How to prevent Sim Swap?
There are several ways you can protect yourself and avoid SIM swapping:
1) Limit the amount of personal information you share online.
Fraudsters often monitor our digital footprint and will pick the smallest details to convince your mobile service provider that they are you. Avoid posting anywhere public your full name, address, phone number and birth date. Also, do not over share details of your personal life on social media.
2) Use strong passwords and security questions.
Always use a password that is very difficult for anyone, including your closest acquaintances, to guess. It is recommended that the password should have 12 characters or more to protect your cell phone’s online account as well as that of other mobile apps such as mobile banking apps. If possible, use identity questions that are unique to yourself.
3) For mobile banking apps, use both face and touch identification authentication whenever possible.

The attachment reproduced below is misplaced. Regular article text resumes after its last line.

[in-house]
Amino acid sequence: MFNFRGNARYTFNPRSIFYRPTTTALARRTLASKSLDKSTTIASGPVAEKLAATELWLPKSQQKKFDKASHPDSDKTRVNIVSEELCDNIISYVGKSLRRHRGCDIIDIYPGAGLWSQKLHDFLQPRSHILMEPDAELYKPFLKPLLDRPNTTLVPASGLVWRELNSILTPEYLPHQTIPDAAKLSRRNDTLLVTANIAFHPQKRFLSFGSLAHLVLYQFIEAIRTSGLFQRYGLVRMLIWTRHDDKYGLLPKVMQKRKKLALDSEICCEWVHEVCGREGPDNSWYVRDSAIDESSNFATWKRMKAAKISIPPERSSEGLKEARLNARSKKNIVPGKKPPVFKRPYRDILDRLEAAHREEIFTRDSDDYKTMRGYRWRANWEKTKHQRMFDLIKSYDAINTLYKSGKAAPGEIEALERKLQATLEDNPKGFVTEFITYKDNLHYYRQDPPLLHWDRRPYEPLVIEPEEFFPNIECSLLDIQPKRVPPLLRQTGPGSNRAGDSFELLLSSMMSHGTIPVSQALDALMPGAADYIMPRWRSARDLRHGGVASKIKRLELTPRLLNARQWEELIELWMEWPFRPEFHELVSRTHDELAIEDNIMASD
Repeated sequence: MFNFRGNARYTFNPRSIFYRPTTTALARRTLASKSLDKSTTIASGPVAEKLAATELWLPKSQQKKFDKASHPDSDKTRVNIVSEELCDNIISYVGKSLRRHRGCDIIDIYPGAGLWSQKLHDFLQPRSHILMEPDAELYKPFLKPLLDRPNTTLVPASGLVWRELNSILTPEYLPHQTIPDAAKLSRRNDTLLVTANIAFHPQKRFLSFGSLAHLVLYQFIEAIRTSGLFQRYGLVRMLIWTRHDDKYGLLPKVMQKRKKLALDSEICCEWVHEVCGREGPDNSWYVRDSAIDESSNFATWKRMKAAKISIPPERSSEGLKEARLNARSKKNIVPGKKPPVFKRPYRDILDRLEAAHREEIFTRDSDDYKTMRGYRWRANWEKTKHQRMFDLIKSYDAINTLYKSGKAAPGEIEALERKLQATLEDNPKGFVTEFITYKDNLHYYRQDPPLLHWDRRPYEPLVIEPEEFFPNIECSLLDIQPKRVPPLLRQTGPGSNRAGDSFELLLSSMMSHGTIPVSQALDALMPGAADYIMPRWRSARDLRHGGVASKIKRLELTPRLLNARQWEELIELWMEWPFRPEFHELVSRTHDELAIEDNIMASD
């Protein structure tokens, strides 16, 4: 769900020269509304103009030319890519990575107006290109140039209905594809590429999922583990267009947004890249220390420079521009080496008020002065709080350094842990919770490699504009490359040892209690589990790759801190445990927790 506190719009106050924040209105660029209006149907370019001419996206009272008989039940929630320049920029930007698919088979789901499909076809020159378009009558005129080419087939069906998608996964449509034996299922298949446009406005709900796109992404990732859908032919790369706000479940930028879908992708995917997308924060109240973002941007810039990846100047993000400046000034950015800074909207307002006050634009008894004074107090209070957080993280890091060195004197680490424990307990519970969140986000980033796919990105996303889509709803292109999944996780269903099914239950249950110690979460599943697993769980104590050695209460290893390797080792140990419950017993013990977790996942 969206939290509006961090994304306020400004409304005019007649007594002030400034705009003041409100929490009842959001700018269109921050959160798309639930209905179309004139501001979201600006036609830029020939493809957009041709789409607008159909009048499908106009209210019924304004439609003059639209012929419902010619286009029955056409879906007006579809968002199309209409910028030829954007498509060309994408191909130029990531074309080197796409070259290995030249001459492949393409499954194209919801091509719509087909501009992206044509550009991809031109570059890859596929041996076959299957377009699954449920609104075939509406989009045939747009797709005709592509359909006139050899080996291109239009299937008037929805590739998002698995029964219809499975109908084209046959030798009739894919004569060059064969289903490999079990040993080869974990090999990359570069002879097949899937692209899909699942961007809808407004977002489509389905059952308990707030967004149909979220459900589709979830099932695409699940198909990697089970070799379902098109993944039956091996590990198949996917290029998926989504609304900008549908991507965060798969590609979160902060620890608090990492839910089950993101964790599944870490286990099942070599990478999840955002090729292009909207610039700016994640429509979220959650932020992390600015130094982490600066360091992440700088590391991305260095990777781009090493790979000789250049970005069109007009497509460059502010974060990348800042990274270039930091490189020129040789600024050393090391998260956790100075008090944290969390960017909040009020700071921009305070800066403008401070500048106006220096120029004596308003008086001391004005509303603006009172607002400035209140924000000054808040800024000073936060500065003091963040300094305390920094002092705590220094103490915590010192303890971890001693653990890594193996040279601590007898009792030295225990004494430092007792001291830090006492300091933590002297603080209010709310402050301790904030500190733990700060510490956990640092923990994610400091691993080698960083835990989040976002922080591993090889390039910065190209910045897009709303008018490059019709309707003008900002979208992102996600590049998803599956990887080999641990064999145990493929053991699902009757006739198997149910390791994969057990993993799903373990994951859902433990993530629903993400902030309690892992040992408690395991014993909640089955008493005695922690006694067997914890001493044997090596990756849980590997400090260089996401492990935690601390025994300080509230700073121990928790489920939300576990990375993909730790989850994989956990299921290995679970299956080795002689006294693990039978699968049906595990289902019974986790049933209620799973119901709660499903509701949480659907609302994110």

Before installing a sensitive app such as a mobile banking one, ask the providers if they have a two-factor biometric system for identification and use both of the features when accessing the application. For instance, use both the fingerprint and facial identification features when using a mobile banking app.
4) Beware of phishing emails, texts and calls.
Look out for impostors posing as staff from your mobile service provider or reputable financial institutions seeking private information from you. Hang up immediately and report the number to the relevant authorities.
5) Modify online behavior
Beware of social engineering attacks such as phishing emails that scammers may use to access your personal data to impersonate you. Sanitize your online presence to reduce risk.
6) Use PIN codes
Add a layer of protection through your carrier by setting a separate PIN or passcode for your communications. AT&T and T-Mobile allow it, and Verizon requires a PIN that you can modify. Never use an obvious PIN such as an anniversary, birthday, or address, and ideally, store PINs in a password manager.
7) Build IDs without your phone number
Avoid building identity and security authentication solely around your phone number, including text messaging (SMS). This is vulnerable to SIM swap fraud and other attacks, and text messaging is not encrypted.